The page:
As shown in FIGURE l, a breaker segment 55 having a circumferential array of teeth or serrations 56 is fastened in the top of the generally circular housing wall lO. The breaker segment 55 extends substantially from the location marked 15 in the rotational direction of the disk clockwise in FIGURE l to the approximate location marked 16. The breaker segment 55 extends over an arc of about 90 in this design. The brea~er segment has a width substantially equal to the distance between the front and rear walls ll and ~2 of the housing. The toothed breaker seg~ent 55 has an in-volute shape corresponding to that of the housing. In one region 57 there is a substantial radial distance between the faces of the hammer members 45 and the teeth or selrations in the breaker segment 55. Because of the involute shape, t.he kammers 45 ~et closer and closer to the serratlons of the b;Paker segment in the direction of rotation of the disk ~ut the hammers never contact the breaker teeth as is evident from incpection o FIGUP~ 1.
A metal band 60 constituting a screen is arranged in the fiberizer housiny substantially concen-tric to rotating disk 3,. As can be seen best in FIGURE 2, the screen has a plurality of holes 61 through which the segregated fibers are projected by the centrifugal force of the com~onents on disk 37 and under the influence o~ the fannin~ eF~ect they create. The screen band has sufficient width to extend from the front wall ll to the rear wall 12 o~ the fiberizer housing.
-The screen has several metal tubes 62 welded to it. As shown in FIGURE 2, bolts 63 extend through the metal tubes for anchoring the screen. In an actual embodiment, by way of example and not limitation, screen holes 61 have a diameter of 3/8 of an inch. In the illustrated embodimen-t, screen 60 subtends an arc of about 180. In FIGURE 1, one of the curved ends 64 of the screen is in conkact with the inside of outer wall 10 of the housiny~ As indicated earlier, housing 10 starts to t~Xe on an inv~lute shape where the lead line for the reference nu ~ral 13 is applied and this involute shape terminates where the lead line for reference numeral 14 is applied. This develops between screen 60 and housing wall 10 a region 65 ~.aving an increasingly large radial dimension that is in reality a fluff conducting channel that leads to exit port 17 through which the fluffed fibers are withdrawn. Screen 60 is effective to cause hreakup of any agglomerates of fibers that ~ass through its holes. Thus, the fiber fluEf comes out of the fiberizer in a highly hcmogeneous state insofar as its density is concerned.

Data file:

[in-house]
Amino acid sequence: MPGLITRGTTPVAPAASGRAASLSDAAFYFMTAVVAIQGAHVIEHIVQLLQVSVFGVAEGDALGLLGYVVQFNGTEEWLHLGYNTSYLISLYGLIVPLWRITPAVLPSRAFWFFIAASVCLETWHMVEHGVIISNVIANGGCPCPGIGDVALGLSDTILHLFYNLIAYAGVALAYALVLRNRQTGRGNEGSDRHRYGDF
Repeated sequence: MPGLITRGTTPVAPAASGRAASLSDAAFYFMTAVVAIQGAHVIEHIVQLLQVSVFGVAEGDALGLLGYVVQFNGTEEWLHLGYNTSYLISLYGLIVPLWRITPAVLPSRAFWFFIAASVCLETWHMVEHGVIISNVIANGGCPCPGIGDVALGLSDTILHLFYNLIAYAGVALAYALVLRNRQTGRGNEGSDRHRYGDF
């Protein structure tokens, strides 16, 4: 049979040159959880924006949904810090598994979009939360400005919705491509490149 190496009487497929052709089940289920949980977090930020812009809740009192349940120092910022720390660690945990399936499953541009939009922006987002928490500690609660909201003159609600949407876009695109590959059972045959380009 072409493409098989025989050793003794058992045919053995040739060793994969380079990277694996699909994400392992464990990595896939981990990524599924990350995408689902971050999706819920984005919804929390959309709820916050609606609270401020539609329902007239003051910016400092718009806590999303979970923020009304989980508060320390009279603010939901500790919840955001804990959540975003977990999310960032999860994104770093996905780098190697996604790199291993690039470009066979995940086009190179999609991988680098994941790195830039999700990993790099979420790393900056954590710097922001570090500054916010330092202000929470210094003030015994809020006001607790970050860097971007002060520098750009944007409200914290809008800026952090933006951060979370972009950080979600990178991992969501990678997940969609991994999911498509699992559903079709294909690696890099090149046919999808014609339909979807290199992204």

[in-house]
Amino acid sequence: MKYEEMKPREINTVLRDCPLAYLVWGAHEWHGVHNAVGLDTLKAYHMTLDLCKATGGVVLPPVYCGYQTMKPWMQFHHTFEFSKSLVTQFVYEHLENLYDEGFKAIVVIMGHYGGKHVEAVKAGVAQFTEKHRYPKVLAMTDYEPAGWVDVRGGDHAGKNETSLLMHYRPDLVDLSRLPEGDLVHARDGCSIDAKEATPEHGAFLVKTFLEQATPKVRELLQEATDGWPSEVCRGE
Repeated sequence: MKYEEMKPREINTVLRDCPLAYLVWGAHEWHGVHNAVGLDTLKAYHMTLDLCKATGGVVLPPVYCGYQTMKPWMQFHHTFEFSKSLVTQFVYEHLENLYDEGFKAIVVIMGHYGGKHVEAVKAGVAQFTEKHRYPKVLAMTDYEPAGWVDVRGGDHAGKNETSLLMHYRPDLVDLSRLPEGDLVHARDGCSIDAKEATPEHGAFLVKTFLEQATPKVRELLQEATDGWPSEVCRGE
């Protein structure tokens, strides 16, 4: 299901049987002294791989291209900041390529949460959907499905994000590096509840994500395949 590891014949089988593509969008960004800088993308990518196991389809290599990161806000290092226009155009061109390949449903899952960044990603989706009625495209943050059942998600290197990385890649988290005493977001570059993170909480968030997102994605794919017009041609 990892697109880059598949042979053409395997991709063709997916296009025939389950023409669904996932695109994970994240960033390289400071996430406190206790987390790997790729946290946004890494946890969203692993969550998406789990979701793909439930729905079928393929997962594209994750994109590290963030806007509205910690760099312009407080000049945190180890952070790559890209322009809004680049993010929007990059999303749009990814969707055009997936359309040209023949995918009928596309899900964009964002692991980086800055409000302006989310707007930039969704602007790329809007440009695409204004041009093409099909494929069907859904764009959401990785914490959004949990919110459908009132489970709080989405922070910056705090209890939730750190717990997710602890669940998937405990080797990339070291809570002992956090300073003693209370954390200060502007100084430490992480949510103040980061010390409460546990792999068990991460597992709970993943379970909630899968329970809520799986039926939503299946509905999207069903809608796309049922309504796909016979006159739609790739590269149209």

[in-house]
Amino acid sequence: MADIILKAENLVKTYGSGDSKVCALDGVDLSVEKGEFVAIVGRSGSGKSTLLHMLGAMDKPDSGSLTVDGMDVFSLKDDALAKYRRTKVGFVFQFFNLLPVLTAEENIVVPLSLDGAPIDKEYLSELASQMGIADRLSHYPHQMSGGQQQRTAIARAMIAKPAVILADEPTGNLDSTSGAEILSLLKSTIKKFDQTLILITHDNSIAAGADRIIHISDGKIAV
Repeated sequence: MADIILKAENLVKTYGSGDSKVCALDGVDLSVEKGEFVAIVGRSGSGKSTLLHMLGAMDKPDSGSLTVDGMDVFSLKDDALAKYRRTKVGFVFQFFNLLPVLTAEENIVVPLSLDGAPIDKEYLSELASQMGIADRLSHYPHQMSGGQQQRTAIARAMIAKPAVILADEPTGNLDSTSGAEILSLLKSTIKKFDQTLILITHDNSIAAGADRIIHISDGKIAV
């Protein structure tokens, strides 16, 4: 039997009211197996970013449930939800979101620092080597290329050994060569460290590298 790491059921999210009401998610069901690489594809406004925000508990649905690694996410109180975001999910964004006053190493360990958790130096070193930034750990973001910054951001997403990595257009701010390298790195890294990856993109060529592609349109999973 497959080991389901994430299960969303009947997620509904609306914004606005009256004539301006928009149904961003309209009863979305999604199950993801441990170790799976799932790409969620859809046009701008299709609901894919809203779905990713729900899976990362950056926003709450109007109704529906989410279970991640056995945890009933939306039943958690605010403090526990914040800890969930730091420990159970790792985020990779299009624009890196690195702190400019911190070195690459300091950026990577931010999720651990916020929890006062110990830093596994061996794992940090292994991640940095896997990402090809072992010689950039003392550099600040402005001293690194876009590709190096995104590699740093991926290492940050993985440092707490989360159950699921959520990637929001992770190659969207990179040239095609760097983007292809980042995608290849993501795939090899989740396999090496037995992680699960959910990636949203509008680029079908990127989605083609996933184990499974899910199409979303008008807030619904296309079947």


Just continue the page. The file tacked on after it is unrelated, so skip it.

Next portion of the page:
It should be noted that screen 60 extends from its starting point 64 in the clockwise direction in FIGURE 1 to its other curved end 66 which abuts one end of the toothed breaker segment 55.
In operation, a sheet of hard wood pulp is driven through slot 1~ under the influence of rollers 2~ and 23.
The end of the pulp sheet encol~nters the rotating staggered and axially extending cutter prongs which break fragments of the pulp from the end of the sheet. The fragment~ are further divided by the coaction of the rapidly moving PrOngS
and the stationary serrated cutter blades 50 and 51. The material is centrifuged radially outwardly for being further broken down by the interaction of the rotating hammers 45 an~1 stationary breaker segment 5S which is in the nature of a milling action. The now Einely divided fibers are carried around and proiected through screen 60 ;nto involute channel 65 wh~re the fluffy material becomes more influenced by the suction provided at discharge port 17. The fluEfy I~aterial is then conclucted, by means, not shown, to a dispenser, not shown, which deposits measureA quantities of the material on a con~inuous baek.ing sheet that is used to form aiapers by methods well known in the art.
Although a ~referred embocliment of the invention has been described in detail, such clescription is intended to be illustrative rather than limiting, for the inv~ntion may be variously modified and is to be limited only by interpre~
tation of the claims which follow.